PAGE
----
Best Animated Character and Best Animation.
Also recognized were Shockwave's "Stainboy" by Tim Burton, which won Best Web Series. "South Park" creators Matt Stone and Trey Parker were given the Online Pioneer Award in recognition of their work in the medium. The
nominating committee was comprised of Academy Award winning writer/director
Nora Ephron, producer Peter Guber and "Blair Witch Project" writer/director duo Daniel Myrick and Eduardo Sanchez in addition to actor Michael Rappaport, IFILM CEO Kevin Wendle and Nibblebox co-founders Doug Liman ("Swingers" and "Go" director) and David Bartis, and Steve McKenna of Sun Microsystems.
Slamdance co-founder and former AFI festival director Jon Fitgerald as
well as Jesse Jacobs, co-founder and former director of the Yahoo! Internet
Life Film Festival -- both now with IFILM -- organized the competition.
"We are excited to provide a platform for the best in online film, and
to recognize the talent that goes into making short films for the Web,"
said IFILM Editor-in-Chief Lew Harris in a prepared statement,
"We congratulate the winners and all of the creative pioneers who
participated." IFILM is an online film site that connects viewers
with over 15,000 shorts and features. [Brian Brooks]
>> DISPATCH FROM LA: Filling Out the Oscar Pool With Only Two Days to Go
(indieWIRE/03.23.01) -- With the Academy Awards only a few days away,
speculation about the winners intensifies as industry observers consider
the conventional wisdom. All of this with an annual ritual in mind -- the
Oscar pool. When viewers gather in front of their televisions this Sunday
many will race to finish their predictions as Joan Rivers fumbles through
interviews with the stars on her pre-ceremony arrivals show. The highest
profile prizes are "the big eight" Oscars -- picture, director, actress,
supporting actress, actor, supporting actor, original screenplay and
adapted screenplay. All are categories with nominees that we have
covered this year in indieWIRE, so on this Friday before the Academy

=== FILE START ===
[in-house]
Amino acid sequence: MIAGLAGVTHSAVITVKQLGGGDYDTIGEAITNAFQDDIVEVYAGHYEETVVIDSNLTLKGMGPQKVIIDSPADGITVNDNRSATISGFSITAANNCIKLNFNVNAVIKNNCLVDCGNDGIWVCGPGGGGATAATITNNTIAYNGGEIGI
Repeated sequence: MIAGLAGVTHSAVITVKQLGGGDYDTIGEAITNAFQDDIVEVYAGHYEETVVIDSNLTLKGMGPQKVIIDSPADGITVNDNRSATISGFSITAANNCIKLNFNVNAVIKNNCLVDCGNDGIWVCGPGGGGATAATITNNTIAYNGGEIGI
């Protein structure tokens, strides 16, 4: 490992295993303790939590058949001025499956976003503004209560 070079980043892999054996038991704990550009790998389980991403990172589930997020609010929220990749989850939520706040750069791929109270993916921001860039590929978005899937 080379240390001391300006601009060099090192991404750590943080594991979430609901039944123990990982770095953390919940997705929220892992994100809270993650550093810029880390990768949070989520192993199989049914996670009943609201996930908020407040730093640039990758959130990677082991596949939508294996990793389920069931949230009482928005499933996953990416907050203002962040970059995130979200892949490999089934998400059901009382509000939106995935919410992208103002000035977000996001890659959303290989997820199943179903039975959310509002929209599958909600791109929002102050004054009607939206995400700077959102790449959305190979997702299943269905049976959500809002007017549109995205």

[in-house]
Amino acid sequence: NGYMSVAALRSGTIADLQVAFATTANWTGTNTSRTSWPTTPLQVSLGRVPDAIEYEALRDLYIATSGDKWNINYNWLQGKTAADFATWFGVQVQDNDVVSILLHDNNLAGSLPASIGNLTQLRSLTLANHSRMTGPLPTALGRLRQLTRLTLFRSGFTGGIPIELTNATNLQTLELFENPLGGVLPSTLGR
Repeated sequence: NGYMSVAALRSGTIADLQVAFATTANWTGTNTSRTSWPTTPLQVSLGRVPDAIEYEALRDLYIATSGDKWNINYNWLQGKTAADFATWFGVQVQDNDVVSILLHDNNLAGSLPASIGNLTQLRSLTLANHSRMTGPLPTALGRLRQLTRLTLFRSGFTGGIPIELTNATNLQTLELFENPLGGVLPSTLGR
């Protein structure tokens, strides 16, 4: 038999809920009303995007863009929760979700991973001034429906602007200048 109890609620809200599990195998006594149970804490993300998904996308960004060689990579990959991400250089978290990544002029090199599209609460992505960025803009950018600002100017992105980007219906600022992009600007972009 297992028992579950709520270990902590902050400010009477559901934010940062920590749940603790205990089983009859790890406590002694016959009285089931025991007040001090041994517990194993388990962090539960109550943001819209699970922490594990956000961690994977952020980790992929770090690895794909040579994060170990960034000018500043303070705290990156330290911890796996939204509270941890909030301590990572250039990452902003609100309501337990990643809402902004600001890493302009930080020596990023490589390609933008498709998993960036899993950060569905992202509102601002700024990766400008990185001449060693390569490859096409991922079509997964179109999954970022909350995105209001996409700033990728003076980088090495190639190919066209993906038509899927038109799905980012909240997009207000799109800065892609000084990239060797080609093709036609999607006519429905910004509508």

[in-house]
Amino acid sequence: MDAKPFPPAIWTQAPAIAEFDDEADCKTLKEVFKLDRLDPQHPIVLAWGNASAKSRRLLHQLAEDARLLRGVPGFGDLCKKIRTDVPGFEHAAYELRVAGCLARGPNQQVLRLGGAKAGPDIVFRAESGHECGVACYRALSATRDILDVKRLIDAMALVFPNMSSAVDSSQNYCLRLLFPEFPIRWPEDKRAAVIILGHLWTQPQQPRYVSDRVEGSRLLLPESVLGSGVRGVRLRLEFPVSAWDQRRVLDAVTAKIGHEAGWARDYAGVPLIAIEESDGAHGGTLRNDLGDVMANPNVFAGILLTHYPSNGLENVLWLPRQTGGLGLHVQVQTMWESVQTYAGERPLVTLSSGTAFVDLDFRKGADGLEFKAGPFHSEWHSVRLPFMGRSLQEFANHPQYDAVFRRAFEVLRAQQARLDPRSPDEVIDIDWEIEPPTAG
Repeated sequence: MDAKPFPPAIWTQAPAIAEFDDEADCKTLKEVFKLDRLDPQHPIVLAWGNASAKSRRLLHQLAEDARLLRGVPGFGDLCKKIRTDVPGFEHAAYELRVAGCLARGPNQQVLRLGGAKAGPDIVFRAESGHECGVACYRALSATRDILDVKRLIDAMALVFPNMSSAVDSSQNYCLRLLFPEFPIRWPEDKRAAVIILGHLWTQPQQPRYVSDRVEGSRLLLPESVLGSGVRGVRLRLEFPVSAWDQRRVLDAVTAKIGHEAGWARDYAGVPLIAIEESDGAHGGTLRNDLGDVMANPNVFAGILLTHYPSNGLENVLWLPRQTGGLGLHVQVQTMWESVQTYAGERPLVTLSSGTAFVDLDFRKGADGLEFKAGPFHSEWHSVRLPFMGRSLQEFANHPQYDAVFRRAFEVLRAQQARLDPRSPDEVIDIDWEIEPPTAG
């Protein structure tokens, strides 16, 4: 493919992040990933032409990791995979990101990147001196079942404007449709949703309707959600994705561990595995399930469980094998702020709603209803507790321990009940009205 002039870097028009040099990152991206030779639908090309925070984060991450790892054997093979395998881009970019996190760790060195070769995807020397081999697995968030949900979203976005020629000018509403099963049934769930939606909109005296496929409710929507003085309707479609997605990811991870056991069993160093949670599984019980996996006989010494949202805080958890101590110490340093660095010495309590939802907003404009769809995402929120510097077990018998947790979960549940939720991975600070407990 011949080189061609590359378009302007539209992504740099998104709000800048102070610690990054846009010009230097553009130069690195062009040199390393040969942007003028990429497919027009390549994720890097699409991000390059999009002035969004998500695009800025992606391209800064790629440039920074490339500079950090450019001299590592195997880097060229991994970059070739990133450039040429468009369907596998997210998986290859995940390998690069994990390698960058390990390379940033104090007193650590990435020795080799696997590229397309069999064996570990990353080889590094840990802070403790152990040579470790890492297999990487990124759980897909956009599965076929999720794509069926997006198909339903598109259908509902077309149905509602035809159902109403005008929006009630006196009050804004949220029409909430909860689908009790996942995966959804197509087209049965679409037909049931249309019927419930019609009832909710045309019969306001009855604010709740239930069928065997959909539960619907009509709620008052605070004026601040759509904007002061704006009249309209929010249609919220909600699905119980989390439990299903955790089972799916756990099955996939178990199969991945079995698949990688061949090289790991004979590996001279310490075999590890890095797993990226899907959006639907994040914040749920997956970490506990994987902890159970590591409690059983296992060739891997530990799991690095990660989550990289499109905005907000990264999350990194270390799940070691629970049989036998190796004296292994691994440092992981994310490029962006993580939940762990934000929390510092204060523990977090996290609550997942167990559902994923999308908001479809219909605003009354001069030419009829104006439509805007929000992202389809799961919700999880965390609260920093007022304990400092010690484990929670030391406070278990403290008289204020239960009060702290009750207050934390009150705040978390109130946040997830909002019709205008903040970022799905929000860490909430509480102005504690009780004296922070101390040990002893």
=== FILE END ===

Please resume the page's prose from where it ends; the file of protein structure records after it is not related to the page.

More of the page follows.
Awards, a bit of prognosticating is in order based on the current
conventional wisdom her in LA.
The annual Academy Awards pool is a time-honored tradition in Tinsel Town.
Offices around the city buzz as staffers frantically file their final votes.
Some years the guessing game is rather boring for indie-minded moviegoers,
given the proliferation of Hollywood movies anticipated to win the golden
trophies. But this year, the success of "Crouching Tiger, Hidden Dragon"
and "Traffic" has many hoping for an upset when the last award is finally
presented on Sunday night.
Yes, "Gladiator" remains the likely winner of the Best Picture prize,
but the potential for the "Tiger" to roar on Sunday is strong. In fact,
the only sure bet for Oscar night is the Academy Award that will be
presented to Julia Roberts for Best Actress in "Erin Brockovich." In
the Best Actor category, previous Oscar winner Tom Hanks would seem
like the obvious choice for his role in "Cast Away," but the film lacks
the awards season momentum of "Gladiator" or even "Traffic." At the end
of the day, Russell Crowe stands the best chance of heading home a winner
for "Gladiator." And with the recent news that a kidnapper is pursuing
the star, expect his likely Oscar statue to be is safe hands.
Acclaimed actor Albert Finney is the favorite for "Erin Brockovich" in
the supporting actor category, but Benecio del Toro's win at the SAG
Awards last week (albeit in the Best Actor category) helped his chances
and might be enough to put him over the top. But, don't count out Joaquin
Phoenix if "Gladiator" is sweeping up on Oscar night. While in the Best
Supporting Actress category Kate Hudson is almost a sure thing for
"Almost Famous" -- the Academy often chooses to single out an up-and-coming
young actress. However, if the voters are feeling sentimental and go for
Albert Finney, they just may stand up and cheer for Judi Dench in
In the case of the screenwriting categories, look no further than the
recent WGA Awards, a perfect barometer for how the Academy is likely to
vote. Safe money is on Sundance honoree Kenneth Lonergan in the original
category for "You Can Count on Me" and Stephen Gaghan for "Traffic" in
the adapted category.
Keep in mind that all of this is based on the conventional wisdom here
in La La Land, not necessarily an indication of how this reporter would
vote. If given the opportunity, the "big eight" portion of that ballot
would read as follows: "Crouching Tiger, Hidden Dragon," Javier Bardem,
Ellen Burstyn, Ang Lee, Benecio Del Toro, Marcia Gay Harden, "Billy Elliot," and "Wonder Boys." As for the rest of the Oscar pool, that
takes some serious analysis. [Eugene Hernandez]
GET THE COMPLETE LIST OF OSCAR NOMINEES @ indieWIRE.com:
GET THE COMPLETE LIST OF SPIRIT AWARD NOMINEES @ indieWIRE.com: